In this conclusion to my two-part series on how a heater's construction materials affects how you control it, I'll look at molybdenum disilicide and tungsten heaters. Figure 2 shows how resistance varies for these units. Note that the figure shows element -- not process -- temperature.
Protect Against Excessive Current and PowerIn the face of low element resistance, you need current-limiting to protect wiring and transformer windings and to avoid nuisance fuse blowing and breaker tripping. At all values of resistance, you have to limit the power to a level that keeps the elements' watt density below the manufacturer's recommended watts per square inch. Of all the power control devices tried, the most successful has been the phase-angle controlled SCR with true power (load voltage times load current) feedback.
The temperature controller puts a control signal representing demanded power into the SCR, which delivers power in proportion, regardless of variations in line voltage and load resistance. Be sure that you also have current and power limit features on the SCR that can override any excessive level of control signal.
Molybdenum Disilicide Heaters. In figure 2, you can see there is a resistance change of some 14:1 over the working temperature range -- much more than silicon carbide but subject to only small changes with service life. This means that you have more freedom in arranging series strings of elements and less vigilance is needed in watching for signs of aging.
The SCR features recommended for silicon carbide apply equally for molybdenum disilicide heaters, but the demands on current limiting are more severe. Without it, cold-start load current would be some 14 times that at working temperature.
Tungsten Heaters. I will limit this discussion to tungsten filament lamps for short-wave radiant heating applications. The resistance change over the working range is about 17:1. Aging effects are negligible and the same SCR control methods apply as for molybdenum disilicide heaters. Transformers rarely are needed. Tubular lamps are available for standard factory voltages (115, 230, 400, etc.) up to around 10 kW rating. The high cold-inrush current can decay in a second or two because of the low filament mass and consequent fast rise to working temperature of some 4,532oF (2,500oC). Current limiting is inherent in the resistance attained at working temperature. Automatic current limit may only be necessary for the slower, high power lamps to avoid blowing the high speed SCR fuses.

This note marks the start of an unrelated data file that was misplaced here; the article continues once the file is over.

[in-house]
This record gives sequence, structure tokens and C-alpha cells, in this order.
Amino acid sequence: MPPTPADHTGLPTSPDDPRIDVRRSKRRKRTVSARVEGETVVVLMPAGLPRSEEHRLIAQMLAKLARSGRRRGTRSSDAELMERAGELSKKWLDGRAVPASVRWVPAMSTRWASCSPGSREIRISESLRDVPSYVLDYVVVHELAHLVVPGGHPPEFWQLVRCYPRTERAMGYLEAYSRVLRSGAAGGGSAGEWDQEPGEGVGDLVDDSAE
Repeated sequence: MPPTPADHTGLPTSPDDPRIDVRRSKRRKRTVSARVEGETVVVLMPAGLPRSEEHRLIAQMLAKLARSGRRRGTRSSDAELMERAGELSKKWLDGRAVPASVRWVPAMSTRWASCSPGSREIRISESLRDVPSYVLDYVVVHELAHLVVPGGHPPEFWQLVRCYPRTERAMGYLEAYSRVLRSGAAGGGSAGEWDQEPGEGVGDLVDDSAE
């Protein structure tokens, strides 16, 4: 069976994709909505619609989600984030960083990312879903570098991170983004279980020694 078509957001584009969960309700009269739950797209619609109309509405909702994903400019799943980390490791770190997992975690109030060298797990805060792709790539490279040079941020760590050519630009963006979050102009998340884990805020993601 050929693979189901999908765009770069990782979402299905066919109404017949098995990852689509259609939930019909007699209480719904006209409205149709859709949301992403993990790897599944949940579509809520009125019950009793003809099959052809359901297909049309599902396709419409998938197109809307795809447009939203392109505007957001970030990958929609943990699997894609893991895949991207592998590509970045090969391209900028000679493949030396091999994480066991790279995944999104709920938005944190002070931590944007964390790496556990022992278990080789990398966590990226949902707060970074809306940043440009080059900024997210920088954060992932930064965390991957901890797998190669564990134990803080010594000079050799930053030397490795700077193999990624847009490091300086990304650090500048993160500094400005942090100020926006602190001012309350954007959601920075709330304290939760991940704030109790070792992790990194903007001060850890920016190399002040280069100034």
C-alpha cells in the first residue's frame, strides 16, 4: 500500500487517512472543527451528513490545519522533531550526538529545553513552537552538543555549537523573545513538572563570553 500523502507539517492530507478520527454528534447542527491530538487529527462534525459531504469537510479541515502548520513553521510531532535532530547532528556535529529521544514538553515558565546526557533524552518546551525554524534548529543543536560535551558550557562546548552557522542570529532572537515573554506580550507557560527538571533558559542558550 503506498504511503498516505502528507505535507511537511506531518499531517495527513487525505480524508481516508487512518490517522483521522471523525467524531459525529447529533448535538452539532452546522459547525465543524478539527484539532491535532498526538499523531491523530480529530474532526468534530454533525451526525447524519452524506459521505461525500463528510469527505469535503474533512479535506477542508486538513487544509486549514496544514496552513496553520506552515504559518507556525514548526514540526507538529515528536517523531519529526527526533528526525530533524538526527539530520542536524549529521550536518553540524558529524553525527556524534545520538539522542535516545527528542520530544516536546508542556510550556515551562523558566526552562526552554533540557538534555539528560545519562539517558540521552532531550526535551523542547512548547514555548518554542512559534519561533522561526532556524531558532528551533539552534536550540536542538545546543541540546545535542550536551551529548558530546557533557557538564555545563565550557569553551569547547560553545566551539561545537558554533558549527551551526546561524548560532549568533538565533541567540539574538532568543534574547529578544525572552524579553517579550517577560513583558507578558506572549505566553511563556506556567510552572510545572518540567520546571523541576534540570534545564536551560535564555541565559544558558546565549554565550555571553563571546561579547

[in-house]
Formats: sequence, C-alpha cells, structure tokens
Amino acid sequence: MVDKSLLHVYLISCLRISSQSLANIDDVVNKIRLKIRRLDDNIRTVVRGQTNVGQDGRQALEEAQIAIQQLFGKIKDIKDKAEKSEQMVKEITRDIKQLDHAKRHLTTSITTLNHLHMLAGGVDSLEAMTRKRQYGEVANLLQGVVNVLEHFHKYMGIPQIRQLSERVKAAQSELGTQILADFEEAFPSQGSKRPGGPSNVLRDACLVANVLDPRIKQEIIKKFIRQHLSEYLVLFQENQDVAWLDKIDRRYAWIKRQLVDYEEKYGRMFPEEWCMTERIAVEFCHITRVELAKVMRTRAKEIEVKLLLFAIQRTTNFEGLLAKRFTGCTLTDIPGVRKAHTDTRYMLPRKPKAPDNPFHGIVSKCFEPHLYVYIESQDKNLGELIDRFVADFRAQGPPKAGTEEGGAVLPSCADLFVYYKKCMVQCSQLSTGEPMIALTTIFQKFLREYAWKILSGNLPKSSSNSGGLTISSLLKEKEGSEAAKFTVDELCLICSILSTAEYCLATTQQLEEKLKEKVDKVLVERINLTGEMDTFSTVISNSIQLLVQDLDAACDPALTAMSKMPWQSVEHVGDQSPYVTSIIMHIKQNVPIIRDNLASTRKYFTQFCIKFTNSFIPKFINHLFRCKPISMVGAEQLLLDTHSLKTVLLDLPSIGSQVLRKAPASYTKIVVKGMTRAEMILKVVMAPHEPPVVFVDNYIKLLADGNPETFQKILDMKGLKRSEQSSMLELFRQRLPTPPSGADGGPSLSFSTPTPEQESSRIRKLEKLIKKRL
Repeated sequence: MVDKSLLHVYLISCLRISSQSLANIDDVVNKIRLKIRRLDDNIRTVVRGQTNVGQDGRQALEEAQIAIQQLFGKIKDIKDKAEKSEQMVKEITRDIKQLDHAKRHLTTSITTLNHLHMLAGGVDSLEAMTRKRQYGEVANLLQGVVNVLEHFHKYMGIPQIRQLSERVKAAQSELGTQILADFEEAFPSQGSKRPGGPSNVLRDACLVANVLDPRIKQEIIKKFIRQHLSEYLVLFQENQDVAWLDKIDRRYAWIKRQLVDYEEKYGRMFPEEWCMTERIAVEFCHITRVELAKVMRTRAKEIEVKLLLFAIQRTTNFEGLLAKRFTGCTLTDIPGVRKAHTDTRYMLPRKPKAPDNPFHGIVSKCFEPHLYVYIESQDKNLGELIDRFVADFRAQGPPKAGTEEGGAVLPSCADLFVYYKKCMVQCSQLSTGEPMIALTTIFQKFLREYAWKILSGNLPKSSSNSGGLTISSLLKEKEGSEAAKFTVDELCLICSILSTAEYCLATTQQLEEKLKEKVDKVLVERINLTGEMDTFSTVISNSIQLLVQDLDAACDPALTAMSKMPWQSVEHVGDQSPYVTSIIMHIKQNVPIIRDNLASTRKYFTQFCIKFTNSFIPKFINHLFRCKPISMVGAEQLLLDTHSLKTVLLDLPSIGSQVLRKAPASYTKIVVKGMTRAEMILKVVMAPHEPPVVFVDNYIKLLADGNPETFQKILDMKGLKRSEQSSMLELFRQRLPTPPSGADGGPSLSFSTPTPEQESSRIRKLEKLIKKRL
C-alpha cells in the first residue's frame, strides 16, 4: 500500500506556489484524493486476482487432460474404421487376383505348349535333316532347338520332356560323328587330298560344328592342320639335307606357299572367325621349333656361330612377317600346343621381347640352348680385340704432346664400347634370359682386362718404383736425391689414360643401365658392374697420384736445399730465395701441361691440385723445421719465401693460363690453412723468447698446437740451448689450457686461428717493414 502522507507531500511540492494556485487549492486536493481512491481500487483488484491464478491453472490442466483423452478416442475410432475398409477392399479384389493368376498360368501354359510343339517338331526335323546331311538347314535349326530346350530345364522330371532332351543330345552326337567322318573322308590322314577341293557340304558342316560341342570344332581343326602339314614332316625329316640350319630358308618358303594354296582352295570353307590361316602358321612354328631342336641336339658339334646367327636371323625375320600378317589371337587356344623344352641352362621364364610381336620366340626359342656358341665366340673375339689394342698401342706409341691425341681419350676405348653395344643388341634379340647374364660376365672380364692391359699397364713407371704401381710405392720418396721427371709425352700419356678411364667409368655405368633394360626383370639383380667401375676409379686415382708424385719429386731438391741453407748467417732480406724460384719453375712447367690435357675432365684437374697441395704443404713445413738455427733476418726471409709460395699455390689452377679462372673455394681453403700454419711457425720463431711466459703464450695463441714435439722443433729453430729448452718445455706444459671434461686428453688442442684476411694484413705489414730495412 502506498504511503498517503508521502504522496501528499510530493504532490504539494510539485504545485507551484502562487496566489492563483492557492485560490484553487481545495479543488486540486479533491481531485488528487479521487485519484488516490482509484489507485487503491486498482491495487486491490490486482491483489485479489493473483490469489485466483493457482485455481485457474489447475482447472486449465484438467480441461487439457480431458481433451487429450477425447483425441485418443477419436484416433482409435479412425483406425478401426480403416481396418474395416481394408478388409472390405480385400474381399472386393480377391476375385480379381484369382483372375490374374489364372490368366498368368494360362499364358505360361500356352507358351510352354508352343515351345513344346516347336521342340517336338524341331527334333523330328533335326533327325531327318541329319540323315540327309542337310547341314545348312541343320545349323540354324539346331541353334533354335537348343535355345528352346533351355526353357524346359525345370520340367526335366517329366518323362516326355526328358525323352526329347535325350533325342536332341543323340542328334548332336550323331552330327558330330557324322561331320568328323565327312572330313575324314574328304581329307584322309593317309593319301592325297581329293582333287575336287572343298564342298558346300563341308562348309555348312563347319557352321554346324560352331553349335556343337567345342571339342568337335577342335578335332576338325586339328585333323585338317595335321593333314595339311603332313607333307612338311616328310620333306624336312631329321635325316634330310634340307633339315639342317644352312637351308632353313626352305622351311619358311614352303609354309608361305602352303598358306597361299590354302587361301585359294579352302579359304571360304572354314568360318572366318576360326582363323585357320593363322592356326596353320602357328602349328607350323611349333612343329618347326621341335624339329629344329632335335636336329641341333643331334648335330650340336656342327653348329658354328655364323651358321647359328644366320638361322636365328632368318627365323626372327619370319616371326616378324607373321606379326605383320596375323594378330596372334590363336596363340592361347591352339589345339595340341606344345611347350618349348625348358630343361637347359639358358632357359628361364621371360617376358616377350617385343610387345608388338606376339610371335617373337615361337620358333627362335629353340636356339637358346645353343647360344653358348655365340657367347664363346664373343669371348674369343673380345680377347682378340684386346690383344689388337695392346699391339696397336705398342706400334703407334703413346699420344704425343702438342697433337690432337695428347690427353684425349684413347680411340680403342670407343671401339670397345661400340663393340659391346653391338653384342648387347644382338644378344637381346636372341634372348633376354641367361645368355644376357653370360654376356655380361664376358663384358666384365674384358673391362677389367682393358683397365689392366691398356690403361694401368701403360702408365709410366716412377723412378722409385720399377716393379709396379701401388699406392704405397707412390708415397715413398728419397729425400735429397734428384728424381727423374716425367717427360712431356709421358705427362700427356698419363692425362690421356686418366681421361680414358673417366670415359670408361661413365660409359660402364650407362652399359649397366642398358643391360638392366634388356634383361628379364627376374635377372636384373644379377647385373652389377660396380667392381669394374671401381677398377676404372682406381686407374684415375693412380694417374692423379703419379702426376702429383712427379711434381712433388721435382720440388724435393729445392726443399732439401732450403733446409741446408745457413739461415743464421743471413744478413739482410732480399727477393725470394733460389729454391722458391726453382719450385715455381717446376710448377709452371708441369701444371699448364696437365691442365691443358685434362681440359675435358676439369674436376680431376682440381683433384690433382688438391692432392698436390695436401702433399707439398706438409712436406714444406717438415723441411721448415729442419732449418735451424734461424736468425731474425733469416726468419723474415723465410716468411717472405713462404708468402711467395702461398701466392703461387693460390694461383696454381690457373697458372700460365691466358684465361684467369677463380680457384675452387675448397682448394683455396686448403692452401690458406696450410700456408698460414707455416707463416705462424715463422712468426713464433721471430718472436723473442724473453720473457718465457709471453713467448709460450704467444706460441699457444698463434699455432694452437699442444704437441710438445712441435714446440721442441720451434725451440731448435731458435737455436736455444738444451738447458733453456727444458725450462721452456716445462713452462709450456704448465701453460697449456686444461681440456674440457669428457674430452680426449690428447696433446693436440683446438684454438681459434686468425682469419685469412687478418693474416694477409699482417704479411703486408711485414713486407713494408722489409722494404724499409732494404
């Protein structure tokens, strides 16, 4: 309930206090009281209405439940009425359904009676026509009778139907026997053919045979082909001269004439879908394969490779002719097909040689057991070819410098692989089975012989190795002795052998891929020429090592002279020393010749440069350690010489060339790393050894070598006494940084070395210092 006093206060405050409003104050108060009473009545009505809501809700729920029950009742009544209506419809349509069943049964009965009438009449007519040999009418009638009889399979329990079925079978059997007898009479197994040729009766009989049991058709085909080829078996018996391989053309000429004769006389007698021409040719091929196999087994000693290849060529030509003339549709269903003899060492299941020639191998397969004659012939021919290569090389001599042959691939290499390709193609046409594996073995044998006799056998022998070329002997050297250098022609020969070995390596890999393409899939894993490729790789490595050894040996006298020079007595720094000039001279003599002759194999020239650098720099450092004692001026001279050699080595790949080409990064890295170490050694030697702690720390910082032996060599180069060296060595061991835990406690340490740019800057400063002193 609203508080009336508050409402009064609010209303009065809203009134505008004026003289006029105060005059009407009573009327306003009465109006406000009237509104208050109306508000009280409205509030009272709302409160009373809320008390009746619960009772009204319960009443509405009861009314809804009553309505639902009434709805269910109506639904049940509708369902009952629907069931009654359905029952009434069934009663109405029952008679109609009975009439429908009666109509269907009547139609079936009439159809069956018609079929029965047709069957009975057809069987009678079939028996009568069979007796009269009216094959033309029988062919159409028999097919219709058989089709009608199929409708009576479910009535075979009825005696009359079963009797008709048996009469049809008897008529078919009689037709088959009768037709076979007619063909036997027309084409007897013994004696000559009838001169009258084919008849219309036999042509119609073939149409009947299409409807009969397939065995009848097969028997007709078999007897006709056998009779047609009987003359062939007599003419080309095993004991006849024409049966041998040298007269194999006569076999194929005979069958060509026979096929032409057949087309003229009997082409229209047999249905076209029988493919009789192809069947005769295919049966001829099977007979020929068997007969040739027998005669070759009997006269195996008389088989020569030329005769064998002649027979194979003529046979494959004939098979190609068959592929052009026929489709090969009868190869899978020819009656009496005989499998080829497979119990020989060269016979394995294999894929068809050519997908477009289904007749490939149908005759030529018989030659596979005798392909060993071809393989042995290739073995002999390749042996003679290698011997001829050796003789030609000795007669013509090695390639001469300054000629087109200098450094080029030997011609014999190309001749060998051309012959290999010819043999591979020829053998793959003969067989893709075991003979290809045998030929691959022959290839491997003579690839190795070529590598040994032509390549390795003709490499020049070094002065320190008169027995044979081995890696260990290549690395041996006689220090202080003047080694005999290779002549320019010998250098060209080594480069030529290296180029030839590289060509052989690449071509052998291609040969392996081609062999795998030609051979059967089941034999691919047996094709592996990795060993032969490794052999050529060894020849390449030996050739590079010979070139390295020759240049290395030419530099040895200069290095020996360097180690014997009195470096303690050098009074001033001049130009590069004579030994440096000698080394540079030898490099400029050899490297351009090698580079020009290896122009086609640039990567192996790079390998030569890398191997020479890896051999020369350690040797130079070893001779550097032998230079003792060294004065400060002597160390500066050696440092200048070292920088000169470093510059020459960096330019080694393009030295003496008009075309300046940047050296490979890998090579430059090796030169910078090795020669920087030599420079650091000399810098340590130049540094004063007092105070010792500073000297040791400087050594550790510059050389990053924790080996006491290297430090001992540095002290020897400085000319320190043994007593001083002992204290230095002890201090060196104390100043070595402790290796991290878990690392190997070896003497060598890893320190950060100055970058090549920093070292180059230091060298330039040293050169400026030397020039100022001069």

With tungsten lamp heating, a temperature controller often is not used; power (therefore, heat flux) is manually adjusted and held stable by the SCR in true power control mode. The common lamp dimmer switch enables you to adjust voltage for rough and ready low power applications, but it will not stabilize power against line voltage variations. It will even exaggerate the variations.
Current and Voltage MonitoringRMS analog ammeters and voltmeters on your heaters can give valuable clues to heater condition. With nickel-chrome heaters, current will follow voltage and you can notice loss or partial loss of a heater by a drop in current. From the readings, you also can calculate power and heater resistance.
With all the other heater materials dealt with here, you will learn not to expect current to strictly follow voltage. Heater resistance will go its own way according to temperature (and age, in the case of silicon carbide). With aging silicon carbide, you eventually notice the SCR delivering full line-voltage yet not enough current to make the temperature you want. This is the time to move up another transformer tap, then finally change the element. Often, you can omit the transformer and have the phase-angle fired SCR unit limit the load voltage initially, then raise the limit as the elements age.
False Meter Readings. Many meters are average-responding and give grossly low indications when handling the shark fin waveforms of SCR phase-angle control. So, your best choice is the AC moving-iron meter. It indicates the RMS value, which represents the heating effect value of the voltage or current.